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Safety, efficacy, and biomarker findings of PBT2 in targeting Abeta as a modifying therapy for Alzheimer's disease: a phase IIa, double-blind, randomised, placebo-controlled trial.

Journal article
Authors Lars Lannfelt
Kaj Blennow
Henrik Zetterberg
Stellan Batsman
David Ames
John Harrison
Colin L Masters
Steve Targum
Ashley I Bush
Ross Murdoch
Janet Wilson
Craig W Ritchie
Published in Lancet neurology
Volume 7
Issue 9
Pages 779-86
ISSN 1474-4422
Publication year 2008
Published at Institute of Neuroscience and Physiology, Department of Psychiatry and Neurochemistry
Pages 779-86
Language en
Keywords Aged, Aged, 80 and over, Alzheimer Disease, drug therapy, metabolism, physiopathology, Amyloid beta-Protein, antagonists & inhibitors, metabolism, Biological Markers, analysis, blood, cerebrospinal fluid, Brain, drug effects, metabolism, physiopathology, Clioquinol, administration & dosage, adverse effects, analogs & derivatives, chemistry, pharmacology, therapeutic use, Dose-Response Relationship, Drug, Double-Blind Method, Down-Regulation, drug effects, physiology, Female, Humans, Ionophores, administration & dosage, adverse effects, Male, Metals, metabolism, Middle Aged, Peptide Fragments, antagonists & inhibitors, metabolism, Placebo Effect, Quinolines, administration & dosage, adverse effects, chemistry, Safety, Treatment Outcome
Subject categories Medical and Health Sciences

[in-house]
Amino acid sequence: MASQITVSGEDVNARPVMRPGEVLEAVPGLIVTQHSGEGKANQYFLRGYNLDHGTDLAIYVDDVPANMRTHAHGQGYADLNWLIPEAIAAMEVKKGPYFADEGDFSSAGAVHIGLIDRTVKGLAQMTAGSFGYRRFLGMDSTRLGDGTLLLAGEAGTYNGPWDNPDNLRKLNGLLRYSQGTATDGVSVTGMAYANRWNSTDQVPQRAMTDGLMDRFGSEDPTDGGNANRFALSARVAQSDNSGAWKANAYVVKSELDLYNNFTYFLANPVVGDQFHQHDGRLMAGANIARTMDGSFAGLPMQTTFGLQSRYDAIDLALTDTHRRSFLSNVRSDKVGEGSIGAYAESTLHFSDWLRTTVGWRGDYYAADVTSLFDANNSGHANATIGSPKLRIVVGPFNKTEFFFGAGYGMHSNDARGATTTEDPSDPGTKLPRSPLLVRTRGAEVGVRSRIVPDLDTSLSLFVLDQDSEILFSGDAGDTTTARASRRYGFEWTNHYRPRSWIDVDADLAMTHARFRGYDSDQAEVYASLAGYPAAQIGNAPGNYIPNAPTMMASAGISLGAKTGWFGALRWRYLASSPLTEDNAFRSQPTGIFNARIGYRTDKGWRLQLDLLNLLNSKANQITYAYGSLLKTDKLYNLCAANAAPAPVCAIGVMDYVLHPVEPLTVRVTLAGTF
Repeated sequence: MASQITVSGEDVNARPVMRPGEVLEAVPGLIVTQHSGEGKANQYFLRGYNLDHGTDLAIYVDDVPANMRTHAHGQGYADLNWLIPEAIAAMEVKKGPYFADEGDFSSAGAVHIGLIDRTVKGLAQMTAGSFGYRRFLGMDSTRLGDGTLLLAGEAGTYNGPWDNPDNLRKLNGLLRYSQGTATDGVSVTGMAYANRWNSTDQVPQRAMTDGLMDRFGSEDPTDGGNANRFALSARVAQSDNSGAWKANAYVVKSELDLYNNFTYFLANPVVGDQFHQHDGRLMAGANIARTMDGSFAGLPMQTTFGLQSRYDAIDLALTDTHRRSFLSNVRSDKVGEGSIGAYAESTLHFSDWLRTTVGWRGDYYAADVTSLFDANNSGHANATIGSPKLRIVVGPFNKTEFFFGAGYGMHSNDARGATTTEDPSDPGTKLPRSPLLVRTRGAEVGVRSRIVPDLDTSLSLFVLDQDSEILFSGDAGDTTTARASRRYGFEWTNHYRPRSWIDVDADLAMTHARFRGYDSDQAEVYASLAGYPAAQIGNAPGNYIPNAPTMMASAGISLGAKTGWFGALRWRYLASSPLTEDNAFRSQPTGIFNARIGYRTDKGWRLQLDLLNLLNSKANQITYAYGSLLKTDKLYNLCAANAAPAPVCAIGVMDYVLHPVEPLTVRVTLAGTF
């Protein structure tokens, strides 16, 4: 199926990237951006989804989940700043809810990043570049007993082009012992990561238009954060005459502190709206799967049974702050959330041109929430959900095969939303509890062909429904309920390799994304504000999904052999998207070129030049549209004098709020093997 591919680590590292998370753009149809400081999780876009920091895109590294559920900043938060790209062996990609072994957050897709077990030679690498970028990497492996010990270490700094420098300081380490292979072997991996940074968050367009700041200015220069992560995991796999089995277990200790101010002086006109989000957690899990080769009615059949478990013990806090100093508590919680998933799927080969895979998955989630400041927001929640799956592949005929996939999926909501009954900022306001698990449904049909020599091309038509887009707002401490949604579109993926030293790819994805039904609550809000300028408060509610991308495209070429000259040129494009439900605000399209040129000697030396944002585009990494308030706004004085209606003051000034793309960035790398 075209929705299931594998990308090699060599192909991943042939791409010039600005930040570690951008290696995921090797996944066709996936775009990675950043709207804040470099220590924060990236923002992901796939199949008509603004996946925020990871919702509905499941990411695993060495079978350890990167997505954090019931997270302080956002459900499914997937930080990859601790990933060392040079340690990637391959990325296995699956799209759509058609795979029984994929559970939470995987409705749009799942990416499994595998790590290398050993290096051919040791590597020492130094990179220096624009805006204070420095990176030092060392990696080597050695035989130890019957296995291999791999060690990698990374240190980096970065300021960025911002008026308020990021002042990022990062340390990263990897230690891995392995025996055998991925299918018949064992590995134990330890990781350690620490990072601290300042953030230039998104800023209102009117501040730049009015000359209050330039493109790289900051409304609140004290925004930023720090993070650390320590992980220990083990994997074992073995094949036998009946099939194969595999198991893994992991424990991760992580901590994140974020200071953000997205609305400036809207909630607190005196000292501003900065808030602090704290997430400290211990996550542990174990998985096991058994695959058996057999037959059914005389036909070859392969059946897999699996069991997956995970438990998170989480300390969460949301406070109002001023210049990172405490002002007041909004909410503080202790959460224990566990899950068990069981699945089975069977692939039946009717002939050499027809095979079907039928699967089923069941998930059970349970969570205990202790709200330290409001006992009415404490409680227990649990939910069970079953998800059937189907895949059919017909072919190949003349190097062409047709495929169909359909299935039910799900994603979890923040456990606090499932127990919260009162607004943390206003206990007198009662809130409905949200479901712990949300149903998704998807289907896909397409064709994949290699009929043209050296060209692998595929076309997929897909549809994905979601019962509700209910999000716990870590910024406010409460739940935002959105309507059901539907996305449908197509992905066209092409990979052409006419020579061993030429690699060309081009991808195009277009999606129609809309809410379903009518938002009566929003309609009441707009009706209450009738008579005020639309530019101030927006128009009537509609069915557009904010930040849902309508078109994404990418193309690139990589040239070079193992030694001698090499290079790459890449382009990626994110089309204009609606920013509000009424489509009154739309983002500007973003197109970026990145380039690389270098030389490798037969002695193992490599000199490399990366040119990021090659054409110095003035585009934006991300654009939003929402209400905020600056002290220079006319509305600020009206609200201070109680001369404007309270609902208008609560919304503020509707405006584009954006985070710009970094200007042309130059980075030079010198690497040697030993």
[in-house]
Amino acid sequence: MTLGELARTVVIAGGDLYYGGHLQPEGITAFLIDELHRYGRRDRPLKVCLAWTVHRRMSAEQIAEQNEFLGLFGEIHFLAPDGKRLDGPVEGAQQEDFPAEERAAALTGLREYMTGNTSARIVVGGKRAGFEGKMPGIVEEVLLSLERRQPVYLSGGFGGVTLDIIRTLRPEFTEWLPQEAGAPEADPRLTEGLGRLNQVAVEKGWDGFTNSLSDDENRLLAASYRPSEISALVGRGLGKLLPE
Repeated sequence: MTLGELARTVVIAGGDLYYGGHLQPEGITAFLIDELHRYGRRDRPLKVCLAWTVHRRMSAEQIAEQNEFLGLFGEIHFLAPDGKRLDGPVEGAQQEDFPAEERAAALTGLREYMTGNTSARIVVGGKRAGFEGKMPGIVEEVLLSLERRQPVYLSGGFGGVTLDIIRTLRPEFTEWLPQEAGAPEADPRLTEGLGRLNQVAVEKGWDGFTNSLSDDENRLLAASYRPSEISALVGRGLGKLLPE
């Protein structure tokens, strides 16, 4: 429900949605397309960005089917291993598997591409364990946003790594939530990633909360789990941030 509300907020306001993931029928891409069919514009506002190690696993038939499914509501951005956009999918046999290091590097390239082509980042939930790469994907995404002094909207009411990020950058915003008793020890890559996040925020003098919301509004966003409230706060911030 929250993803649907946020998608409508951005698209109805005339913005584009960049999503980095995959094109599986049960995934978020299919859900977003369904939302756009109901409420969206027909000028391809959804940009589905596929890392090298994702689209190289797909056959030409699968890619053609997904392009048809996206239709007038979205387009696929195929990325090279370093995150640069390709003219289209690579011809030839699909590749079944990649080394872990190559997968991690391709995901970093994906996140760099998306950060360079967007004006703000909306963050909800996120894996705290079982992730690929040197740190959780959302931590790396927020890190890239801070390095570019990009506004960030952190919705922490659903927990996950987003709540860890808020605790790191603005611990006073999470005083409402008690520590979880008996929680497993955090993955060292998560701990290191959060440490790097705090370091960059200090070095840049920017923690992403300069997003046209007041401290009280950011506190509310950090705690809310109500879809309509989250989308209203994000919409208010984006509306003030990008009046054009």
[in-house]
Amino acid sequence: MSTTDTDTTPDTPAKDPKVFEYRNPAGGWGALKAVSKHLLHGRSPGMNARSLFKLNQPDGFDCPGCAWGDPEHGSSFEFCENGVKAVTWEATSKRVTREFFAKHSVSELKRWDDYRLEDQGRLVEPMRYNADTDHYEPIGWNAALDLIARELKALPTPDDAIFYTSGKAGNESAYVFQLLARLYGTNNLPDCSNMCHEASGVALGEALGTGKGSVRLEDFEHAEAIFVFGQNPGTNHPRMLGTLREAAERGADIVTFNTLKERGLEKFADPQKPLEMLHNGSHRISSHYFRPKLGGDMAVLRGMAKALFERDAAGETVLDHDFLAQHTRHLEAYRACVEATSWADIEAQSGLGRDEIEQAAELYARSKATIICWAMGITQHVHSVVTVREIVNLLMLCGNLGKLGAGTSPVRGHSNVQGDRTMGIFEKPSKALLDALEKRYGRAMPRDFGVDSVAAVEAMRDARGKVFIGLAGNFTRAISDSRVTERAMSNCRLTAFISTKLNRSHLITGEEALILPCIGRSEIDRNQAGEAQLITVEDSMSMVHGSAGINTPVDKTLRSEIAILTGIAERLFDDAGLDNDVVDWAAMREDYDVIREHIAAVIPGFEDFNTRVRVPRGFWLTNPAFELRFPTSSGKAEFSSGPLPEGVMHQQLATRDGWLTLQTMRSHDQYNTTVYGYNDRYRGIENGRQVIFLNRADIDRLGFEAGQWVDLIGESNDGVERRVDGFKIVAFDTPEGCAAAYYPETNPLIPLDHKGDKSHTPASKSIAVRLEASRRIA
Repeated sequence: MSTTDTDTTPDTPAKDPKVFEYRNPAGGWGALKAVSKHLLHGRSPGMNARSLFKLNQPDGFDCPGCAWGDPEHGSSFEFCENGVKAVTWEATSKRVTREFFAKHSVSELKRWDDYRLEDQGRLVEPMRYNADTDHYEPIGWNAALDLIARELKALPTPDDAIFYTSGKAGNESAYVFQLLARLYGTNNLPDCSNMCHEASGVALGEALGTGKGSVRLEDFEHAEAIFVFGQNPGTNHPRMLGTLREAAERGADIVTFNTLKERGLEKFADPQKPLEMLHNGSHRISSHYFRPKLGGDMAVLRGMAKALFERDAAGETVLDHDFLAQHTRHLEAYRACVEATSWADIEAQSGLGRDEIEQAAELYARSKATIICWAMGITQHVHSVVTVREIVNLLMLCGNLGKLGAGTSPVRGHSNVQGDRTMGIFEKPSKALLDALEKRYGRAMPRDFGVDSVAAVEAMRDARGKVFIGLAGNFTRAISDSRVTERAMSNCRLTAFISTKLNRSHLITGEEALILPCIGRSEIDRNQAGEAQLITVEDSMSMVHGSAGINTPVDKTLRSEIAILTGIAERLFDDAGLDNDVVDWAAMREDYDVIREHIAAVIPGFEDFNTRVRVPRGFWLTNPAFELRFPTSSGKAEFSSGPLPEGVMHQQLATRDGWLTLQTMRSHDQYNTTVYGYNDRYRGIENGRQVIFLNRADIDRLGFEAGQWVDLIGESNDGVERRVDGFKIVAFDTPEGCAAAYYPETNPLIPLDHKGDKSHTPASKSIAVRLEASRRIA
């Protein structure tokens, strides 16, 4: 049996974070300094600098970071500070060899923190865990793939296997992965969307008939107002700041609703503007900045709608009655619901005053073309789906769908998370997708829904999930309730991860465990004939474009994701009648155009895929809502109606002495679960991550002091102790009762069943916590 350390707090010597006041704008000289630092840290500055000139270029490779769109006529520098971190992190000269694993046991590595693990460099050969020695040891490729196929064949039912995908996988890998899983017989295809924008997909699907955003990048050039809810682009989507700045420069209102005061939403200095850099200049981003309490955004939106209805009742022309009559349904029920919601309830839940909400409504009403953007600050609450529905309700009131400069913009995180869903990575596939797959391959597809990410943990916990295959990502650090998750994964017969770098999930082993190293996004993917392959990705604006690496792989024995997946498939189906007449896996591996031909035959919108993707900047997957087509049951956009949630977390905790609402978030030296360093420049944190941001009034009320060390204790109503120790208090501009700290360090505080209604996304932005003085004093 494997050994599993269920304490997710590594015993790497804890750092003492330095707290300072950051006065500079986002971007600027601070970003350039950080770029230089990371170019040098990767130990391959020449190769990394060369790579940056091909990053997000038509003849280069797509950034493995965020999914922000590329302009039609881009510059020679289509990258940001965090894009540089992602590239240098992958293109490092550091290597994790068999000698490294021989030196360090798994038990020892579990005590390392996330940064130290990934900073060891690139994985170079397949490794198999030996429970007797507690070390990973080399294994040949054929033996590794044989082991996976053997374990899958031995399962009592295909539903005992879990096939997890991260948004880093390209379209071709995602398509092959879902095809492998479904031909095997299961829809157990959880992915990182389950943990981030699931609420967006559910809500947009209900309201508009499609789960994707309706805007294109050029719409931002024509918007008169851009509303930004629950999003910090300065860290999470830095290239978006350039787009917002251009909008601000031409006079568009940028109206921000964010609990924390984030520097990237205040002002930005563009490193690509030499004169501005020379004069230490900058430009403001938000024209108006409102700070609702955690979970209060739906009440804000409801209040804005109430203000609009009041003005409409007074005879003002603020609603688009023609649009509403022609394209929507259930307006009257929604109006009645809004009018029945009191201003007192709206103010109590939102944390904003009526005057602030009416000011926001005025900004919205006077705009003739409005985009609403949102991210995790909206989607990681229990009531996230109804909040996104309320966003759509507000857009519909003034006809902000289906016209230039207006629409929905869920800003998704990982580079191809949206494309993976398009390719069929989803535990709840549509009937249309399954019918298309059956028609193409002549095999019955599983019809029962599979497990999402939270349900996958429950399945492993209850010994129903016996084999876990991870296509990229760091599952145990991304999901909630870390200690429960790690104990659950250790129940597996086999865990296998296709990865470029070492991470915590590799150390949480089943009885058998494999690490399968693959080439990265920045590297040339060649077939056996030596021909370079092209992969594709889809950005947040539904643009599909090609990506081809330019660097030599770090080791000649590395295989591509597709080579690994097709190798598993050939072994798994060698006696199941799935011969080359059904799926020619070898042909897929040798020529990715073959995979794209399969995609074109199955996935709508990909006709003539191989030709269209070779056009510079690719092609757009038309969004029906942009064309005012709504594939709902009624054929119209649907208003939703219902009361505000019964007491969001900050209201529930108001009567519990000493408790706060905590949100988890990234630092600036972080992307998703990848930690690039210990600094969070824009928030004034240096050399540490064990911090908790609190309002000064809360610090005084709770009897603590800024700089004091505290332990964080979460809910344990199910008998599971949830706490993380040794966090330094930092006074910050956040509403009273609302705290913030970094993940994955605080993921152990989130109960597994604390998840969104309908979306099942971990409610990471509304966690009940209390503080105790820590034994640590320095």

BACKGROUND: PBT2 is a metal-protein attenuating compound (MPAC) that affects the Cu2(+)-mediated and Zn2(+)-mediated toxic oligomerisation of Abeta seen in Alzheimer's disease (AD). Strong preclinical efficacy data and the completion of early, clinical safety studies have preceded this phase IIa study, the aim of which was to assess the effects of PBT2 on safety, efficacy, and biomarkers of AD. METHODS: Between December 6, 2006, and September 21, 2007, community-dwelling patients over age 55 years were recruited to this 12-week, double-blind, randomised trial of PBT2. Patients were randomly allocated to receive 50 mg PBT2, 250 mg PBT2, or placebo. Inclusion criteria were early AD (mini-mental state examination [MMSE] score between 20 and 26 points or Alzheimer's disease assessment scale-cognitive subscale (ADAS-cog) score between 10 and 25 points), taking a stable dose of acetylcholinesterase inhibitor (donepezil, galantamine, or rivastigmine) for at least 4 months, a modified Hachinski score of 4 points or less, and CT or MRI results that were consistent with AD. The principal outcomes were safety and tolerability. Secondary outcomes were plasma and CSF biomarkers and cognition. Analysis was intention to treat. The trial is registered with, number NCT00471211. FINDINGS: 78 patients were randomly assigned (29 to placebo, 20 to PBT2 50 mg, and 29 to PBT2 250 mg) and 74 (95%) completed the study. 42 (54%) patients had at least one treatment emergent adverse event (10 [50%] on PBT2 50 mg, 18 [62%] on PBT2 250 mg, and 14 [48%] on placebo). No serious adverse events were reported by patients on PBT2. Patients treated with PBT2 250 mg had a dose-dependent (p=0.023) and significant reduction in CSF Abeta(42) concentration compared with those treated with placebo (difference in least squares mean change from baseline was -56.0 pg/mL, 95% CI -101.5 to -11.0; p=0.006). PBT2 had no effect on plasma biomarkers of AD or serum Zn(2+) and Cu(2+) concentrations. Cognition testing included ADAS-cog, MMSE, and a neuropsychological test battery (NTB). Of these tests, two executive function component tests of the NTB showed significant improvement over placebo in the PBT2 250 mg group: category fluency test (2.8 words, 0.1 to 5.4; p=0.041) and trail making part B (-48.0 s, -83.0 to -13.0; p=0.009). INTERPRETATION: The safety profile is favourable for the ongoing development of PBT2. The effect on putative biomarkers for AD in CSF but not in plasma is suggestive of a central effect of the drug on Abeta metabolism. Cognitive efficacy was restricted to two measures of executive function. Future trials that are larger and longer will establish if the effects of PBT2 on biomarkers and cognition that are reported here translate into clinical effectiveness.

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